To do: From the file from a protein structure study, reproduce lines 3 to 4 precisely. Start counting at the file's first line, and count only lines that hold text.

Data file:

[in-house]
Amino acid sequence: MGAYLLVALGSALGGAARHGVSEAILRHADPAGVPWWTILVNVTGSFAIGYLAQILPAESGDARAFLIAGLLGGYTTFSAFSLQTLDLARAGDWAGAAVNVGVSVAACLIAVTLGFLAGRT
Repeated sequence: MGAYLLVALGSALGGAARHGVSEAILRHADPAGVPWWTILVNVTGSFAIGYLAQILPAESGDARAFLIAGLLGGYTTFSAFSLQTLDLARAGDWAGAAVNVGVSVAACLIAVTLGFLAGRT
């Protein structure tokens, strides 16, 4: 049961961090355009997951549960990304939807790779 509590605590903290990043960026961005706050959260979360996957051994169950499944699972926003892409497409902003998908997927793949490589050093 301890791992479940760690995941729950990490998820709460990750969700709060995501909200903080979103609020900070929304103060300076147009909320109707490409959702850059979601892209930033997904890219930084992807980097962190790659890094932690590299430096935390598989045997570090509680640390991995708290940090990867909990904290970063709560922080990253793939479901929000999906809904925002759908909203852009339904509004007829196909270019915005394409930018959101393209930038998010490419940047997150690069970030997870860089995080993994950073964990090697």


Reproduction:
Repeated sequence: MGAYLLVALGSALGGAARHGVSEAILRHADPAGVPWWTILVNVTGSFAIGYLAQILPAESGDARAFLIAGLLGGYTTFSAFSLQTLDLARAGDWAGAAVNVGVSVAACLIAVTLGFLAGRT
């Protein structure tokens, strides 16, 4: 049961961090355009997951549960990304939807790779 509590605590903290990043960026961005706050959260979360996957051994169950499944699972926003892409497409902003998908997927793949490589050093 301890791992479940760690995941729950990490998820709460990750969700709060995501909200903080979103609020900070929304103060300076147009909320109707490409959702850059979601892209930033997904890219930084992807980097962190790659890094932690590299430096935390598989045997570090509680640390991995708290940090990867909990904290970063709560922080990253793939479901929000999906809904925002759908909203852009339904509004007829196909270019915005394409930018959101393209930038998010490419940047997150690069970030997870860089995080993994950073964990090697």